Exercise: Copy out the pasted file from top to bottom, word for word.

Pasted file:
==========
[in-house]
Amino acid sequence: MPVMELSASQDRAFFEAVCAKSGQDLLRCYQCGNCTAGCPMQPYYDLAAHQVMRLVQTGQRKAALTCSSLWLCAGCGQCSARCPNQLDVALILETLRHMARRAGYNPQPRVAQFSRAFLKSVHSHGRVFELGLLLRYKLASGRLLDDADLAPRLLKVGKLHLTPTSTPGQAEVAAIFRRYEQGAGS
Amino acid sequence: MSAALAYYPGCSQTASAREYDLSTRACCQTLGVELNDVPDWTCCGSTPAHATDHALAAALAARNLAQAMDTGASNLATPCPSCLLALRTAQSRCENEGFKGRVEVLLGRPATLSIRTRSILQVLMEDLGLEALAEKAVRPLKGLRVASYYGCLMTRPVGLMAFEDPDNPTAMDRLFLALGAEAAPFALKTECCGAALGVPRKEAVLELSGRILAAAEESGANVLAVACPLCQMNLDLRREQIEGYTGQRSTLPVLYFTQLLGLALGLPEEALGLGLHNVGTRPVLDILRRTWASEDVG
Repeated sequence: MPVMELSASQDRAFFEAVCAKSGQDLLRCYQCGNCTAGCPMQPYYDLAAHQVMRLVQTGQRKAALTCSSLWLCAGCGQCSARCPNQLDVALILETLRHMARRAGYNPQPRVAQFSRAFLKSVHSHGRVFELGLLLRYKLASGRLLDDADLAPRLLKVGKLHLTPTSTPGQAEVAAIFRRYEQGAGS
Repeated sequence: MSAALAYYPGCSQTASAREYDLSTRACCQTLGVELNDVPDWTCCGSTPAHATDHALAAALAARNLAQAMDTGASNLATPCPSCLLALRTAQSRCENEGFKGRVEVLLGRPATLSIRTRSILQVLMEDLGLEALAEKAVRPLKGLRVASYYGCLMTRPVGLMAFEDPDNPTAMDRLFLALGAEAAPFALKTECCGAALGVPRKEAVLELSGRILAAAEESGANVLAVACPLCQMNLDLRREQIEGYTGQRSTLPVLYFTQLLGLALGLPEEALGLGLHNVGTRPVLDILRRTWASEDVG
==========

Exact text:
[in-house]
Amino acid sequence: MPVMELSASQDRAFFEAVCAKSGQDLLRCYQCGNCTAGCPMQPYYDLAAHQVMRLVQTGQRKAALTCSSLWLCAGCGQCSARCPNQLDVALILETLRHMARRAGYNPQPRVAQFSRAFLKSVHSHGRVFELGLLLRYKLASGRLLDDADLAPRLLKVGKLHLTPTSTPGQAEVAAIFRRYEQGAGS
Amino acid sequence: MSAALAYYPGCSQTASAREYDLSTRACCQTLGVELNDVPDWTCCGSTPAHATDHALAAALAARNLAQAMDTGASNLATPCPSCLLALRTAQSRCENEGFKGRVEVLLGRPATLSIRTRSILQVLMEDLGLEALAEKAVRPLKGLRVASYYGCLMTRPVGLMAFEDPDNPTAMDRLFLALGAEAAPFALKTECCGAALGVPRKEAVLELSGRILAAAEESGANVLAVACPLCQMNLDLRREQIEGYTGQRSTLPVLYFTQLLGLALGLPEEALGLGLHNVGTRPVLDILRRTWASEDVG
Repeated sequence: MPVMELSASQDRAFFEAVCAKSGQDLLRCYQCGNCTAGCPMQPYYDLAAHQVMRLVQTGQRKAALTCSSLWLCAGCGQCSARCPNQLDVALILETLRHMARRAGYNPQPRVAQFSRAFLKSVHSHGRVFELGLLLRYKLASGRLLDDADLAPRLLKVGKLHLTPTSTPGQAEVAAIFRRYEQGAGS
Repeated sequence: MSAALAYYPGCSQTASAREYDLSTRACCQTLGVELNDVPDWTCCGSTPAHATDHALAAALAARNLAQAMDTGASNLATPCPSCLLALRTAQSRCENEGFKGRVEVLLGRPATLSIRTRSILQVLMEDLGLEALAEKAVRPLKGLRVASYYGCLMTRPVGLMAFEDPDNPTAMDRLFLALGAEAAPFALKTECCGAALGVPRKEAVLELSGRILAAAEESGANVLAVACPLCQMNLDLRREQIEGYTGQRSTLPVLYFTQLLGLALGLPEEALGLGLHNVGTRPVLDILRRTWASEDVG